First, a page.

by Kathy Collard Miller
I recently laughed at a meme on social media that said, “You know you’re old when you get in your car and your phone asks, ‘What doctor are we going to this time?’”
I relate to that more and more as I age. More sadly, another part of getting older is that I can’t remember what I studied and read, whether it’s a book, someone’s blog post, or worst of all, the Bible.
My husband, Larry, and I were commiserating with each other the other day about this. We looked at the piles of books we’d read in preparation for writing our next book. Only knowing we had done lots of underlining gave us confidence we would be able to refer back to the important material we would be using.
We both wished we could apply every day the amazing truths we’ve read over the decades of following Christ. It is discouraging to think that we can’t remember everything we’ve ever taken in. But then I said to Larry, “Maybe we can think of it this way. We can’t remember what we had for dinner three years ago, but it nourished us at the time and became a part of us.”
It’s the same way with reading the Word of God or other worthwhile books—or the sermon we heard on Sunday. The Spirit of God applies it to our lives at that time and builds us up spiritually and mentally. We may not remember everything, but it has become a part of us.
Now, certainly, we should take the time and effort to memorize, recall and re-concentrate on important truths. We also need to respond in obedience to what we hear and read. Those are the elements for truth to be powerful in our lives. But don’t be discouraged if it seems you remember so little over a long period of time. The Spirit of God is faithful to apply it all for the edifying of our spirits. We may not even remember what work He did, but He has. And He promises to bring to our remembrance what we need to apply and share with others.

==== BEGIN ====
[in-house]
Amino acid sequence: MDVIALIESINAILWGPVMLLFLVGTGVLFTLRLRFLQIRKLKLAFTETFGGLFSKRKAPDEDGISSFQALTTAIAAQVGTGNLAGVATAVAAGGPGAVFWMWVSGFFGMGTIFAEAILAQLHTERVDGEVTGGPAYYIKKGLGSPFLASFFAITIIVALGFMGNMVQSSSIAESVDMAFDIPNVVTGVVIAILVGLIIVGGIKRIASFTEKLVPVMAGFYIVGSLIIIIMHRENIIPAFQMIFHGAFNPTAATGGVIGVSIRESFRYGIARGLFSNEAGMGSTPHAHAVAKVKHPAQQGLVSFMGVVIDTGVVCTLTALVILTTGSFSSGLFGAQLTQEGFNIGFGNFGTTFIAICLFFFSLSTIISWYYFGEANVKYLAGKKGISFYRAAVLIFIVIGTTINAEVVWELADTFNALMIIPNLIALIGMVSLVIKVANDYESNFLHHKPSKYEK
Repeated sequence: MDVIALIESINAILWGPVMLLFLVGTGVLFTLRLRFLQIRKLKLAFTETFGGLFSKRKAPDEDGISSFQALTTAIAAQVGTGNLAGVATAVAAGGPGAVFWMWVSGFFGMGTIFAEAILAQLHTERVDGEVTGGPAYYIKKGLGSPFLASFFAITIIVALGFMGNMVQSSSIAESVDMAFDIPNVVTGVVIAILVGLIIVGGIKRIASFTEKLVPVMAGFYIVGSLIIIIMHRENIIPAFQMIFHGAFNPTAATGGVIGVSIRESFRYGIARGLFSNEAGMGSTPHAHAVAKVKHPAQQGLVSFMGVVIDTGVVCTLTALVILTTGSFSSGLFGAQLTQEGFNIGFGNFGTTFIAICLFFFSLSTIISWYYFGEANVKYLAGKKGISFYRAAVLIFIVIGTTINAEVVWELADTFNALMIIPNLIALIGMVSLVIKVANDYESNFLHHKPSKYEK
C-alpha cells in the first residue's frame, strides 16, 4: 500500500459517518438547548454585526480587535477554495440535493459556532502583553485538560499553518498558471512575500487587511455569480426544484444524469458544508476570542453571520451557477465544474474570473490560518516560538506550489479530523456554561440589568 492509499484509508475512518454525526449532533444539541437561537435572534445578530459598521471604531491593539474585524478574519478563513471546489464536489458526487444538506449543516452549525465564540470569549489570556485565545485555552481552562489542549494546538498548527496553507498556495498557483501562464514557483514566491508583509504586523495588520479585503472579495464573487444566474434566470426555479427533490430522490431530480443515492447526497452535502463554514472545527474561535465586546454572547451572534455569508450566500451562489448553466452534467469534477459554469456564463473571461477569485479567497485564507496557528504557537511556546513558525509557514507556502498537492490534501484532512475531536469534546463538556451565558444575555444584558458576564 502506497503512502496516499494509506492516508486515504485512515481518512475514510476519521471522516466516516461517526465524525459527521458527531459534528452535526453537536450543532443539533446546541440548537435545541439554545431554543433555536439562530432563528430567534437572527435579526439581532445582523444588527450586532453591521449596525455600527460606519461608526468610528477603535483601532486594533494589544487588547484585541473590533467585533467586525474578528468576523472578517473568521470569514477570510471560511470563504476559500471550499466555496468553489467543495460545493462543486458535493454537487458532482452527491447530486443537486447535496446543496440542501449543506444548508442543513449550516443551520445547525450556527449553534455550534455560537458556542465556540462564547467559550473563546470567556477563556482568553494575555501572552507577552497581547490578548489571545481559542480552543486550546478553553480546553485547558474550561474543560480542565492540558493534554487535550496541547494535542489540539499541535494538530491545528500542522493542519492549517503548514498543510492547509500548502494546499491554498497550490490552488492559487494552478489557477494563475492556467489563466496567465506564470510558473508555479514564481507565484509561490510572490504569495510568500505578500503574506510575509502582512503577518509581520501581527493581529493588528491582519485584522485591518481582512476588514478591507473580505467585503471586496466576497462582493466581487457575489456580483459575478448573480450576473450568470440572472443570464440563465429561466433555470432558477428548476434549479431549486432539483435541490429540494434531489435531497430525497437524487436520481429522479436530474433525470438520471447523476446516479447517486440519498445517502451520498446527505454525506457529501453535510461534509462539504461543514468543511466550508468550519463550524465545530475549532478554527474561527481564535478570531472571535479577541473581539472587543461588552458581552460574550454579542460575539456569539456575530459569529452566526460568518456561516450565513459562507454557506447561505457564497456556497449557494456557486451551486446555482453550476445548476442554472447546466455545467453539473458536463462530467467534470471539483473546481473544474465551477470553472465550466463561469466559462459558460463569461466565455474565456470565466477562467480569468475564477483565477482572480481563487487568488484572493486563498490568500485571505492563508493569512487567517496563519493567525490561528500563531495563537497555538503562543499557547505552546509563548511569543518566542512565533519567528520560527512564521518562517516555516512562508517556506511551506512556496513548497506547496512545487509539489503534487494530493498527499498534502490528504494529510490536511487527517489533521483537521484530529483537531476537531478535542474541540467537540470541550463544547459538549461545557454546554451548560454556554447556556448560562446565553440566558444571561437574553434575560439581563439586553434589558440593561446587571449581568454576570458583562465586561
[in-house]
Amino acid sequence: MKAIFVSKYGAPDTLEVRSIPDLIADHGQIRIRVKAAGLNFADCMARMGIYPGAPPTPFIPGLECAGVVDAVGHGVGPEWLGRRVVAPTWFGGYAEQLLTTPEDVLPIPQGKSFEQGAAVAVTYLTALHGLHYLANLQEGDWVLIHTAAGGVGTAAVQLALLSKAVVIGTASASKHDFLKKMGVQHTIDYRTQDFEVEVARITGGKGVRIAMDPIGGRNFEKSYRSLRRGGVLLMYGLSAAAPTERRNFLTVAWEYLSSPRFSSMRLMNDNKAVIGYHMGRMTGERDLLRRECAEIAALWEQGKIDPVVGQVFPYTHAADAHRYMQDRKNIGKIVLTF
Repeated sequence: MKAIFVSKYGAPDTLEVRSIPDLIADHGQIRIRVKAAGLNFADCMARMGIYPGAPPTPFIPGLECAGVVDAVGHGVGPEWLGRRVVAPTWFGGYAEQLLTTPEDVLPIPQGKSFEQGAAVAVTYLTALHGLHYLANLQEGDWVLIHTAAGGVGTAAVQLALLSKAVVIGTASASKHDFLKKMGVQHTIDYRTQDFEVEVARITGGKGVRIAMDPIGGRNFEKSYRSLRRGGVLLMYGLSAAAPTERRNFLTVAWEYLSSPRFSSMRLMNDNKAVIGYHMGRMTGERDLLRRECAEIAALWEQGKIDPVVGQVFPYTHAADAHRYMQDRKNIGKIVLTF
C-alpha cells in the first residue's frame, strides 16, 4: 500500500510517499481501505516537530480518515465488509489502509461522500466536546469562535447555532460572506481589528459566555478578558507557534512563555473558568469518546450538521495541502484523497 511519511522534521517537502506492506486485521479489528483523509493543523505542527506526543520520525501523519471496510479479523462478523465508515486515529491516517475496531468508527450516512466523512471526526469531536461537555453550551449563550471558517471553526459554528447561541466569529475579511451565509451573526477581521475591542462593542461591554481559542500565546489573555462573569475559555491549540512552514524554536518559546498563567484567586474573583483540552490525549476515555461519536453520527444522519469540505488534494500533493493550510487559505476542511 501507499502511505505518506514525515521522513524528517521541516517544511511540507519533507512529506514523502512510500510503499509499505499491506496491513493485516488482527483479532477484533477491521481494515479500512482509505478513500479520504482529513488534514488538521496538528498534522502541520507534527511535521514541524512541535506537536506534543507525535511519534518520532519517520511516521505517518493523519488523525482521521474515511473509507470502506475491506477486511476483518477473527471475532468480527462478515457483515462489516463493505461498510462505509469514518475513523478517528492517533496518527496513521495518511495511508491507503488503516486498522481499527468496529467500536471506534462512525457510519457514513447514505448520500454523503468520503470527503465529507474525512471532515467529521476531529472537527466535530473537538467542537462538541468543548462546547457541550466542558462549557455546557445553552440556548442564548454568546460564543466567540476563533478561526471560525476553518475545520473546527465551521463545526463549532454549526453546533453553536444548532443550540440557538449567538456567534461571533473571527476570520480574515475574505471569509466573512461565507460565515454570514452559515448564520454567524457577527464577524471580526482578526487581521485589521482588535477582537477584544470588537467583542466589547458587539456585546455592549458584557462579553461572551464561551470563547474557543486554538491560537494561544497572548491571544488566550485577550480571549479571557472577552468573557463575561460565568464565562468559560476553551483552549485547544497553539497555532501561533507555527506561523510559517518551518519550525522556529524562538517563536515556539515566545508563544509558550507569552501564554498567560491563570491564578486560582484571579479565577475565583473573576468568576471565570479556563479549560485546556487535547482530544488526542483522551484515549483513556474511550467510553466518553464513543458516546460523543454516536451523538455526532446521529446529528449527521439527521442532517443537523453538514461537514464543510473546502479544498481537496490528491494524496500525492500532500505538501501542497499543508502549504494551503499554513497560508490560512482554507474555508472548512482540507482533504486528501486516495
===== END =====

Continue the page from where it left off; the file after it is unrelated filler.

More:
Hebrews 4:12 assures us, “For the word of God is living and active and sharper than any two-edged sword, and piercing as far as the division of soul and spirit, of both joints and marrow, and able to judge the thoughts and intentions of the heart” (NASB).
If we’ve cooperated with the Spirit by responding to what we read and heard, the heart surgery has already occurred. We have been changed, and as we continue to seek and grow, the results will be revealed.
Even when we don’t remember everything!
This article brought to you by the Advanced Writers and Speakers Association (AWSA).
Kathy Collard Miller is an international speaker and author of more than 60 books including Heart of Courage: The Daughters of the King Bible Study Series. This study includes ten lessons on the topics of having more courage to represent God, serve, overcome discouragement, within the family, in church, standing against popular opinion, standing against evil, at work, facing temptation and how Jesus inspires us to be more courageous. It includes questions to answer, commentary, and an emphasis on studying biblical women. It’s perfect for individual or group study.
Join the conversation: How are you encouraged or comforted even when you can’t remember everything you’ve studied?
4 thoughts on “Is Your Phone Asking You, “What Doctor Are We Going to Now?””
Thanks for the encouraging words , Kathy! I can identify with the frustration of “remembering” when it used to be so easy :-). Blessings, Fran
Thank you, Fran, for commenting and encouraging me! God bless you.
“Maybe we can think of it this way. We can’t remember what we had for dinner three years ago, but it nourished us at the time and became a part of us.” I like that!
I appreciate you commenting, Deb, and I’m so glad my words were meaningful.